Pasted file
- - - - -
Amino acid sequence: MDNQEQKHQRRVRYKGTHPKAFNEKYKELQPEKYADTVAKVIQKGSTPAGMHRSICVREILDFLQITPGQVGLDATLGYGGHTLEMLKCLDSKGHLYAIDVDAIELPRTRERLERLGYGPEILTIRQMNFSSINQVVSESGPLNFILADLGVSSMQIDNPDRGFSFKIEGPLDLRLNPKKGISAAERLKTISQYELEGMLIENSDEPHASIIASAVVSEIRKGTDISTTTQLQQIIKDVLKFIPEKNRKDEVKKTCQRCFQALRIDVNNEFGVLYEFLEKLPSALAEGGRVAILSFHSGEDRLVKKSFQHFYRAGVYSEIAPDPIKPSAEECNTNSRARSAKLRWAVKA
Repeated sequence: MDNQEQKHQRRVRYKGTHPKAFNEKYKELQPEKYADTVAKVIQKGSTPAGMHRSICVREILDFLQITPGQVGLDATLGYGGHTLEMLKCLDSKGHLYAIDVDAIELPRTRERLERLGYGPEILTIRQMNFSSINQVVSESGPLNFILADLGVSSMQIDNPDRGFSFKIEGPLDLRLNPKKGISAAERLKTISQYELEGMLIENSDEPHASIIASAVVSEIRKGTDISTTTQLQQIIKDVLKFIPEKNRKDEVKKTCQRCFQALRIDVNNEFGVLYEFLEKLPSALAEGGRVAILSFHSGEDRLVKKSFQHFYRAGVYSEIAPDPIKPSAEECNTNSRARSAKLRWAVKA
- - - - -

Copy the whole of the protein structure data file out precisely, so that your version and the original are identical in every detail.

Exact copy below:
Amino acid sequence: MDNQEQKHQRRVRYKGTHPKAFNEKYKELQPEKYADTVAKVIQKGSTPAGMHRSICVREILDFLQITPGQVGLDATLGYGGHTLEMLKCLDSKGHLYAIDVDAIELPRTRERLERLGYGPEILTIRQMNFSSINQVVSESGPLNFILADLGVSSMQIDNPDRGFSFKIEGPLDLRLNPKKGISAAERLKTISQYELEGMLIENSDEPHASIIASAVVSEIRKGTDISTTTQLQQIIKDVLKFIPEKNRKDEVKKTCQRCFQALRIDVNNEFGVLYEFLEKLPSALAEGGRVAILSFHSGEDRLVKKSFQHFYRAGVYSEIAPDPIKPSAEECNTNSRARSAKLRWAVKA
Repeated sequence: MDNQEQKHQRRVRYKGTHPKAFNEKYKELQPEKYADTVAKVIQKGSTPAGMHRSICVREILDFLQITPGQVGLDATLGYGGHTLEMLKCLDSKGHLYAIDVDAIELPRTRERLERLGYGPEILTIRQMNFSSINQVVSESGPLNFILADLGVSSMQIDNPDRGFSFKIEGPLDLRLNPKKGISAAERLKTISQYELEGMLIENSDEPHASIIASAVVSEIRKGTDISTTTQLQQIIKDVLKFIPEKNRKDEVKKTCQRCFQALRIDVNNEFGVLYEFLEKLPSALAEGGRVAILSFHSGEDRLVKKSFQHFYRAGVYSEIAPDPIKPSAEECNTNSRARSAKLRWAVKA